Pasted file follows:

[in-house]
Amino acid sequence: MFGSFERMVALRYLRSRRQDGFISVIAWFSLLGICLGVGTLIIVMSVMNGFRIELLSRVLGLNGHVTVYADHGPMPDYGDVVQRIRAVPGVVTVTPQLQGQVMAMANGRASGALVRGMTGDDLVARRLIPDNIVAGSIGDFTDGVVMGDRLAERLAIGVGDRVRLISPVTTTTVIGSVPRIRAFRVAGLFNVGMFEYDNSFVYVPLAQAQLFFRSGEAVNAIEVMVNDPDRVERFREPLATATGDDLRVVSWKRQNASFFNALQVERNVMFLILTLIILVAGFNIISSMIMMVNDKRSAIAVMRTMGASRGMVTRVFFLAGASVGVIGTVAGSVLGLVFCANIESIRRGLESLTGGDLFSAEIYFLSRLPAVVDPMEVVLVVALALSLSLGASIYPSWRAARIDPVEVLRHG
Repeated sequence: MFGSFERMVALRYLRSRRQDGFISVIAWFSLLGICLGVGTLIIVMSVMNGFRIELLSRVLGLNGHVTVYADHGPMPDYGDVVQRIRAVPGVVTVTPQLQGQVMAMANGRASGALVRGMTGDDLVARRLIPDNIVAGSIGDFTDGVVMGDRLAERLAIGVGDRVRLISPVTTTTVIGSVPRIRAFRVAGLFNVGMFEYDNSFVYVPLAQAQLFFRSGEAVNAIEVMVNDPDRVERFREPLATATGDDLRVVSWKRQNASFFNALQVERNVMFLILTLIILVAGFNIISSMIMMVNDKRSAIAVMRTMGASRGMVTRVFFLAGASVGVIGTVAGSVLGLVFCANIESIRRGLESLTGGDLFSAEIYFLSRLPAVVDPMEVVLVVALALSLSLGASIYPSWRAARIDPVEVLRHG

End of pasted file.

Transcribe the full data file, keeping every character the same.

[in-house]
Amino acid sequence: MFGSFERMVALRYLRSRRQDGFISVIAWFSLLGICLGVGTLIIVMSVMNGFRIELLSRVLGLNGHVTVYADHGPMPDYGDVVQRIRAVPGVVTVTPQLQGQVMAMANGRASGALVRGMTGDDLVARRLIPDNIVAGSIGDFTDGVVMGDRLAERLAIGVGDRVRLISPVTTTTVIGSVPRIRAFRVAGLFNVGMFEYDNSFVYVPLAQAQLFFRSGEAVNAIEVMVNDPDRVERFREPLATATGDDLRVVSWKRQNASFFNALQVERNVMFLILTLIILVAGFNIISSMIMMVNDKRSAIAVMRTMGASRGMVTRVFFLAGASVGVIGTVAGSVLGLVFCANIESIRRGLESLTGGDLFSAEIYFLSRLPAVVDPMEVVLVVALALSLSLGASIYPSWRAARIDPVEVLRHG
Repeated sequence: MFGSFERMVALRYLRSRRQDGFISVIAWFSLLGICLGVGTLIIVMSVMNGFRIELLSRVLGLNGHVTVYADHGPMPDYGDVVQRIRAVPGVVTVTPQLQGQVMAMANGRASGALVRGMTGDDLVARRLIPDNIVAGSIGDFTDGVVMGDRLAERLAIGVGDRVRLISPVTTTTVIGSVPRIRAFRVAGLFNVGMFEYDNSFVYVPLAQAQLFFRSGEAVNAIEVMVNDPDRVERFREPLATATGDDLRVVSWKRQNASFFNALQVERNVMFLILTLIILVAGFNIISSMIMMVNDKRSAIAVMRTMGASRGMVTRVFFLAGASVGVIGTVAGSVLGLVFCANIESIRRGLESLTGGDLFSAEIYFLSRLPAVVDPMEVVLVVALALSLSLGASIYPSWRAARIDPVEVLRHG